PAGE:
There’s Even A Drain for the Tears
Hall monitors at Ithaca High School discovered why a suspicious number of students were lingering past the bell after gym class – they were crying in the showers.
The showers were originally installed for students to use after gym class and sports practices. However, student athletes choose to go home to shower. Students believe that a little deodorant and body spray will suffice after the “vigorous” activity of walking at a brisk pace after a ball for 40 minutes. So, the showers are not commonly used for their original purpose.
“Since we’ve run out of toilet paper, the corner of the shower curtain not covered in mold acts a great tissue,” said junior Sam Parke.
Initially, administration assumed the students were vaping, or using e-cigarettes, a common trend among the nation’s youth. But upon peeling back the shower curtain, they were shocked to find not just students, but even some teachers utilizing the stall as a private space. The administration was reportedly called to the men’s locker room first. Tensions were high as they had expected enough drug use to constitute a federal crime; instead, they found three students sitting in one stall together ? holding hands and crying. In the adjacent stall was a lone crier in a fetal position, and next to him was an unnamed art teacher who was using his tears for a watercolor painting. Surprise quickly turned into disgust as the administration noticed the painful proximity of student faces to the grimy, unwashed shower floors.
I visited Ithaca High last Friday to get an in-depth look at this epidemic. Apparently, the busiest times of day for the showers are at 7:30 a.m. right before class begins, and then from noon to 1 p.m.. Teachers tend to utilize the showers around 10 a.m., particularly on Wednesdays, before their weekly staff meetings. At these busy times there is normally a line. Students try to enforce a three-minute rule during peak use.
“It helps me focus during the day,” said freshman Nick Baron. “I heard about the showers through a senior in my study hall and I thought it was just a joke, but then I saw them. The showers, I mean. They’re magnificent. There’s something about watching my tears moving through the cracks in the linoleum that just gets me. I just need a good cry to start my day.”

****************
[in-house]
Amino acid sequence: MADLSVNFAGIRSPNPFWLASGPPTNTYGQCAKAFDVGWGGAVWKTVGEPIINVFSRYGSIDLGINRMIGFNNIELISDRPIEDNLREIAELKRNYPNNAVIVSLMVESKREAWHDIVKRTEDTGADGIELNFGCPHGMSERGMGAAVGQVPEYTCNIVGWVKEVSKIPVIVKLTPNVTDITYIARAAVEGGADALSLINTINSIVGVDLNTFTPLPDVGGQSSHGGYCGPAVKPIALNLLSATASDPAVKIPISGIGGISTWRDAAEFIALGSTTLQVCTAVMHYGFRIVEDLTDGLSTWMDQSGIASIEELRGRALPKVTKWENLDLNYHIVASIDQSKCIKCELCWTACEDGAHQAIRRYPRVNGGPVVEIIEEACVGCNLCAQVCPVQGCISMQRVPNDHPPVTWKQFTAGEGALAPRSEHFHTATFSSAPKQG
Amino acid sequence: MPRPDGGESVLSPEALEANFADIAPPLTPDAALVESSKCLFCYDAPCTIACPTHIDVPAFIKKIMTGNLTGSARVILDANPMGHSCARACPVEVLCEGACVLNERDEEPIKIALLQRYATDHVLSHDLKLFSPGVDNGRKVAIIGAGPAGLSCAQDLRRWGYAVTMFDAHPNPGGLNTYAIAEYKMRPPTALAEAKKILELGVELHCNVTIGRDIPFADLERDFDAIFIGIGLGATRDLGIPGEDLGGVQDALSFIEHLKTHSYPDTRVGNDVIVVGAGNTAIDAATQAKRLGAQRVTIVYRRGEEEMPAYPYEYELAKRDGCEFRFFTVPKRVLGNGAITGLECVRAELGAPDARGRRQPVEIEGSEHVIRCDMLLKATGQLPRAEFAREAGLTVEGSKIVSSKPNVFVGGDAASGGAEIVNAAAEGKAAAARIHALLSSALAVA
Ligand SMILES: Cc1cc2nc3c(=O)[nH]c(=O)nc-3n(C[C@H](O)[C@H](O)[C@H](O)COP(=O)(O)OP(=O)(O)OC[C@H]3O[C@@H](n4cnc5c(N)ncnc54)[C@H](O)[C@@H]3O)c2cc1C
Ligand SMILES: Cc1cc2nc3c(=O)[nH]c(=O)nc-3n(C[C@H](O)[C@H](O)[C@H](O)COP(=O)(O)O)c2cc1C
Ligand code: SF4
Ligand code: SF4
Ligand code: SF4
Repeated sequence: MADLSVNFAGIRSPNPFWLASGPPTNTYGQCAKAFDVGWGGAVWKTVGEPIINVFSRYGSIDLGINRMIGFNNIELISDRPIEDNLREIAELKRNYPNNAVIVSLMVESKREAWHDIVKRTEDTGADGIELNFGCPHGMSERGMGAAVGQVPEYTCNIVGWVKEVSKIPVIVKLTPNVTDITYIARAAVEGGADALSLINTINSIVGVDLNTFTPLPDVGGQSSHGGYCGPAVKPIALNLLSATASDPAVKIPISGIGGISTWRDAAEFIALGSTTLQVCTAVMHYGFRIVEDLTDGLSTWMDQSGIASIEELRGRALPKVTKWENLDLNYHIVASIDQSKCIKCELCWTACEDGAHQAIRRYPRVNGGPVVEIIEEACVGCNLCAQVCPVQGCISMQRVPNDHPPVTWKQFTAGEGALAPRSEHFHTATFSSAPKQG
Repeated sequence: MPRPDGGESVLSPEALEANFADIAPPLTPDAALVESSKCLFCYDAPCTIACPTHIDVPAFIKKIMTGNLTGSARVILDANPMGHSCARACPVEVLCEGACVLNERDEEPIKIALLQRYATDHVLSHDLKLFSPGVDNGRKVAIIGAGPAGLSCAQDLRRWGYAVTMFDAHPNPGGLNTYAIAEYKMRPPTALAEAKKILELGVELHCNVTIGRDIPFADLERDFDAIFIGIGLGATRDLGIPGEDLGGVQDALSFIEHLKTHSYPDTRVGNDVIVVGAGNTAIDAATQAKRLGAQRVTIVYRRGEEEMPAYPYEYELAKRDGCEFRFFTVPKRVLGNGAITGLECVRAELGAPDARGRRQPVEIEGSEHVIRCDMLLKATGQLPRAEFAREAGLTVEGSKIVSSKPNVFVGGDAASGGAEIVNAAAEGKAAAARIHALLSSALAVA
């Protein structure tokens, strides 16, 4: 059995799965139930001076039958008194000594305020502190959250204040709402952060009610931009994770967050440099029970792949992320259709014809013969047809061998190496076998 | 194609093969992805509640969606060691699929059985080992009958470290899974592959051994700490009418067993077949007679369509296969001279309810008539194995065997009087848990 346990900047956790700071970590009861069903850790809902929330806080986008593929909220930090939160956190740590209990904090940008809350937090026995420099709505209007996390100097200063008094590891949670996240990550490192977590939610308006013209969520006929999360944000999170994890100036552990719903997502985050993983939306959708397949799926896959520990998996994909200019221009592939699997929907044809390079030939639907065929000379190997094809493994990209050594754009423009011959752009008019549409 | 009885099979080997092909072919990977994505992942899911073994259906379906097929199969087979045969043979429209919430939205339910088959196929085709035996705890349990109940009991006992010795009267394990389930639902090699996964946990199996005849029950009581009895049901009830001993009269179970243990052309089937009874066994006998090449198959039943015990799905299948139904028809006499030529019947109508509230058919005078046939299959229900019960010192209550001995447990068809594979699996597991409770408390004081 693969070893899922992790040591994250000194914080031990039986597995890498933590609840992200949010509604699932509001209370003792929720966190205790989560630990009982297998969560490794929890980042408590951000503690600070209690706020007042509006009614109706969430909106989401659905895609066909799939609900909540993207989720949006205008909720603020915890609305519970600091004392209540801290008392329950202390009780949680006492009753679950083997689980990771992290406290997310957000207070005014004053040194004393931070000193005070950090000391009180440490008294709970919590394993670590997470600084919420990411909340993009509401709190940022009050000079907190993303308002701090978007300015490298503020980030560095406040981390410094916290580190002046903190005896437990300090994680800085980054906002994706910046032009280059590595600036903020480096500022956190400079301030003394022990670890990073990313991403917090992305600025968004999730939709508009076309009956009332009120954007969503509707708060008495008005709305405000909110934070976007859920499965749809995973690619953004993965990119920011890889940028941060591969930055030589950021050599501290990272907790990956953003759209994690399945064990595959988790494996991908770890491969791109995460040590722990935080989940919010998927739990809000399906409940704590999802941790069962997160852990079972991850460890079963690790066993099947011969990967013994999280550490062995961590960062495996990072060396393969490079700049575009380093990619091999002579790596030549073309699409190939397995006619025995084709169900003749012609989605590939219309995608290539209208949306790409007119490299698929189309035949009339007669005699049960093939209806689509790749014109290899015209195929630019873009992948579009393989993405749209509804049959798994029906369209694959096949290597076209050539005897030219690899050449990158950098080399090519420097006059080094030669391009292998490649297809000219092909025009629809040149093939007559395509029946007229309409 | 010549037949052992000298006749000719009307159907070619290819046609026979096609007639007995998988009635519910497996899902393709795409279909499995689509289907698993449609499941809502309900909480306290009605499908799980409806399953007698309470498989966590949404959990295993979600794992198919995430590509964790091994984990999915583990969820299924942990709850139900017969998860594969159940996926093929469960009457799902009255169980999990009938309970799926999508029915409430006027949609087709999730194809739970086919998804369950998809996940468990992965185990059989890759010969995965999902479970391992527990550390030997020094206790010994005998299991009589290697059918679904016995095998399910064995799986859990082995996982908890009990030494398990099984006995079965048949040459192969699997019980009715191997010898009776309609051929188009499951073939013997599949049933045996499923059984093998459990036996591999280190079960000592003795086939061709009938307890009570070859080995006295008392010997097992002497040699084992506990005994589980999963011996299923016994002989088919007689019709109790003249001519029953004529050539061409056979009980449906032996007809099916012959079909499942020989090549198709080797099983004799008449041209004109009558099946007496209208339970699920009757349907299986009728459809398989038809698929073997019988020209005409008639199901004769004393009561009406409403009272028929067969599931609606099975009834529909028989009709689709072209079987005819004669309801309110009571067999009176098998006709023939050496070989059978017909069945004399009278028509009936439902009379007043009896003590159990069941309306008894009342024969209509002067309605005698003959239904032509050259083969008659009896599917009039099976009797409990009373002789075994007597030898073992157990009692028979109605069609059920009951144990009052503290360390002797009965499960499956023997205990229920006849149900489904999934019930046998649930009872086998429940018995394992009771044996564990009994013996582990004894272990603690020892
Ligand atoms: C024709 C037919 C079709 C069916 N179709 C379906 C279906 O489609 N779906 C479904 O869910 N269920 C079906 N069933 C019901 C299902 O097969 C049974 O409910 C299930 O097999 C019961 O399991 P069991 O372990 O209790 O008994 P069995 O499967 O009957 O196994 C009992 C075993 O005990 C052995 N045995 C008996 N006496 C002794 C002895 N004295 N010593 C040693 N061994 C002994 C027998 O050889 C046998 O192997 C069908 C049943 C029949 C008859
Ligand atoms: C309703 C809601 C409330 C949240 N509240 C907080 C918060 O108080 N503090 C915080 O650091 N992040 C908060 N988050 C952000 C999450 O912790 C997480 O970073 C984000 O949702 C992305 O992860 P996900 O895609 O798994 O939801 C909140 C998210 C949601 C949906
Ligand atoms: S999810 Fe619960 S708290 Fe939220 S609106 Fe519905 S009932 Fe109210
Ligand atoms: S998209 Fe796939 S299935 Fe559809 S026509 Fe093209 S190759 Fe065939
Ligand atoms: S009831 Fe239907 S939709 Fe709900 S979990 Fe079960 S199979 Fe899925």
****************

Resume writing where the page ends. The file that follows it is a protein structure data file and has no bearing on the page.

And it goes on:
“It’s cheaper than therapy,” said calculus teacher Aaron Jackkson. “There’s something calming about the mildew smell. It reminds me of my grandma’s wardrobe where I used to hide as a kid.”
When asked about this issue, the principal of Ithaca High School declined to comment further than, “Gym class? Did you mean physical education?”
The hall monitors have their own plans to stop the shower usage. They have been posting signs inside the showers claiming the presence of various strains of flesh-eating bacteria and attempting to Duct Tape the shower curtains shut. After the first day of this, however, the hall monitors found that their tactics had the opposite of their desired effect. They found the tape had been cut through and even more students occupied the stalls. They found one stall in the women’s locker room with five girls crammed inside holding a prayer circle for “the flesh-eating bacteria to claim them” so they didn’t have to go to class. The signs were removed the following day.
It seems the administration is unequipped to handle such an issue at this time. It is unclear if the showers themselves will need to be removed, and if doing so will push the students to find new places to inhabit.
Sarah Moon is a second year writing major who whispers secrets to the clown in her shower drain instead of seeking therapy. You can reach them at firstname.lastname@example.org.